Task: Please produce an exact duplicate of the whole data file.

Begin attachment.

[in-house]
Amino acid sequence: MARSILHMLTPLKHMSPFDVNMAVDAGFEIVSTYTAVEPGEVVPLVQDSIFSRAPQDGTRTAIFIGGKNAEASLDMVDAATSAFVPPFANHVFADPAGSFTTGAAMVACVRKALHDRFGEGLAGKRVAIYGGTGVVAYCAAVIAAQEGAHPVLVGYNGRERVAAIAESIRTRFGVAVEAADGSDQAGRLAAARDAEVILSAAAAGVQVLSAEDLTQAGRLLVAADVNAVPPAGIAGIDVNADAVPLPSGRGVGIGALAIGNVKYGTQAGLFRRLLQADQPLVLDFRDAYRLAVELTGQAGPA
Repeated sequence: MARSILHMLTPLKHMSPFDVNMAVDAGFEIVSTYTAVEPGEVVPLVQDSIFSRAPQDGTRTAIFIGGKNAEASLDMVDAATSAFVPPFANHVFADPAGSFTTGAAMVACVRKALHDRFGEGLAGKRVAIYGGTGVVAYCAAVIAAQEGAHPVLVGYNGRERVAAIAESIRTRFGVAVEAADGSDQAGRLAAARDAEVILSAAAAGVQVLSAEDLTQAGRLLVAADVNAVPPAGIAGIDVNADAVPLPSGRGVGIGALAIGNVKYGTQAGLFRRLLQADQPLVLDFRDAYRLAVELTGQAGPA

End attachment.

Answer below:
[in-house]
Amino acid sequence: MARSILHMLTPLKHMSPFDVNMAVDAGFEIVSTYTAVEPGEVVPLVQDSIFSRAPQDGTRTAIFIGGKNAEASLDMVDAATSAFVPPFANHVFADPAGSFTTGAAMVACVRKALHDRFGEGLAGKRVAIYGGTGVVAYCAAVIAAQEGAHPVLVGYNGRERVAAIAESIRTRFGVAVEAADGSDQAGRLAAARDAEVILSAAAAGVQVLSAEDLTQAGRLLVAADVNAVPPAGIAGIDVNADAVPLPSGRGVGIGALAIGNVKYGTQAGLFRRLLQADQPLVLDFRDAYRLAVELTGQAGPA
Repeated sequence: MARSILHMLTPLKHMSPFDVNMAVDAGFEIVSTYTAVEPGEVVPLVQDSIFSRAPQDGTRTAIFIGGKNAEASLDMVDAATSAFVPPFANHVFADPAGSFTTGAAMVACVRKALHDRFGEGLAGKRVAIYGGTGVVAYCAAVIAAQEGAHPVLVGYNGRERVAAIAESIRTRFGVAVEAADGSDQAGRLAAARDAEVILSAAAAGVQVLSAEDLTQAGRLLVAADVNAVPPAGIAGIDVNADAVPLPSGRGVGIGALAIGNVKYGTQAGLFRRLLQADQPLVLDFRDAYRLAVELTGQAGPA